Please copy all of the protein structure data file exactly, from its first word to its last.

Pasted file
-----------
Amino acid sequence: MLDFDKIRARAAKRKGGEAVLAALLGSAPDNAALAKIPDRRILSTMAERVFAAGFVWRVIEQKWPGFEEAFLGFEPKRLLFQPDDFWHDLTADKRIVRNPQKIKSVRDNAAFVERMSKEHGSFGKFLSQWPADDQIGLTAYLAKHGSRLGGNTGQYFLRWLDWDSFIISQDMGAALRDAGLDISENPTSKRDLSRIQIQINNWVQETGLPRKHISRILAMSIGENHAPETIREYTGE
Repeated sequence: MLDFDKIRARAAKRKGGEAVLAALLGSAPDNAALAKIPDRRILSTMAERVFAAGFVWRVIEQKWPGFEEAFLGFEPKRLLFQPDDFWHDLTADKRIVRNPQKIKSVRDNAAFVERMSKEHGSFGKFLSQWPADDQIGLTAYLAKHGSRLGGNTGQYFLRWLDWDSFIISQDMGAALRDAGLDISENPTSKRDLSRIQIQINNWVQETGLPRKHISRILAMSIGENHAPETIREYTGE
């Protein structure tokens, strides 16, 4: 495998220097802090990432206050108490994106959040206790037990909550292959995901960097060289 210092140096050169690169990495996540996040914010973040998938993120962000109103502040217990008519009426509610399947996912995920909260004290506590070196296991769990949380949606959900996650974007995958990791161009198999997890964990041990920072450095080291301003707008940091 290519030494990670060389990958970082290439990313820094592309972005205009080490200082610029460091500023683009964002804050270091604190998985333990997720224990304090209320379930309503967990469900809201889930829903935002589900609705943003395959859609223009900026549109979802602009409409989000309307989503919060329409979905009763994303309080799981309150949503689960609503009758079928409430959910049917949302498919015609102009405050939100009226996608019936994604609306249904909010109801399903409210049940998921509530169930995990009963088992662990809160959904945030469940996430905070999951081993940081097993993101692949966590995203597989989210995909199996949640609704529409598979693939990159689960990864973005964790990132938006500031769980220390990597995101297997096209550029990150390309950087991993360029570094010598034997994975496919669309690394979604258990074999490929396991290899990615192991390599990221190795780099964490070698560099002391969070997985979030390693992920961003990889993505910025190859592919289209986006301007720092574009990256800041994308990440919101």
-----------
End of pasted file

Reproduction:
Amino acid sequence: MLDFDKIRARAAKRKGGEAVLAALLGSAPDNAALAKIPDRRILSTMAERVFAAGFVWRVIEQKWPGFEEAFLGFEPKRLLFQPDDFWHDLTADKRIVRNPQKIKSVRDNAAFVERMSKEHGSFGKFLSQWPADDQIGLTAYLAKHGSRLGGNTGQYFLRWLDWDSFIISQDMGAALRDAGLDISENPTSKRDLSRIQIQINNWVQETGLPRKHISRILAMSIGENHAPETIREYTGE
Repeated sequence: MLDFDKIRARAAKRKGGEAVLAALLGSAPDNAALAKIPDRRILSTMAERVFAAGFVWRVIEQKWPGFEEAFLGFEPKRLLFQPDDFWHDLTADKRIVRNPQKIKSVRDNAAFVERMSKEHGSFGKFLSQWPADDQIGLTAYLAKHGSRLGGNTGQYFLRWLDWDSFIISQDMGAALRDAGLDISENPTSKRDLSRIQIQINNWVQETGLPRKHISRILAMSIGENHAPETIREYTGE
């Protein structure tokens, strides 16, 4: 495998220097802090990432206050108490994106959040206790037990909550292959995901960097060289 210092140096050169690169990495996540996040914010973040998938993120962000109103502040217990008519009426509610399947996912995920909260004290506590070196296991769990949380949606959900996650974007995958990791161009198999997890964990041990920072450095080291301003707008940091 290519030494990670060389990958970082290439990313820094592309972005205009080490200082610029460091500023683009964002804050270091604190998985333990997720224990304090209320379930309503967990469900809201889930829903935002589900609705943003395959859609223009900026549109979802602009409409989000309307989503919060329409979905009763994303309080799981309150949503689960609503009758079928409430959910049917949302498919015609102009405050939100009226996608019936994604609306249904909010109801399903409210049940998921509530169930995990009963088992662990809160959904945030469940996430905070999951081993940081097993993101692949966590995203597989989210995909199996949640609704529409598979693939990159689960990864973005964790990132938006500031769980220390990597995101297997096209550029990150390309950087991993360029570094010598034997994975496919669309690394979604258990074999490929396991290899990615192991390599990221190795780099964490070698560099002391969070997985979030390693992920961003990889993505910025190859592919289209986006301007720092574009990256800041994308990440919101």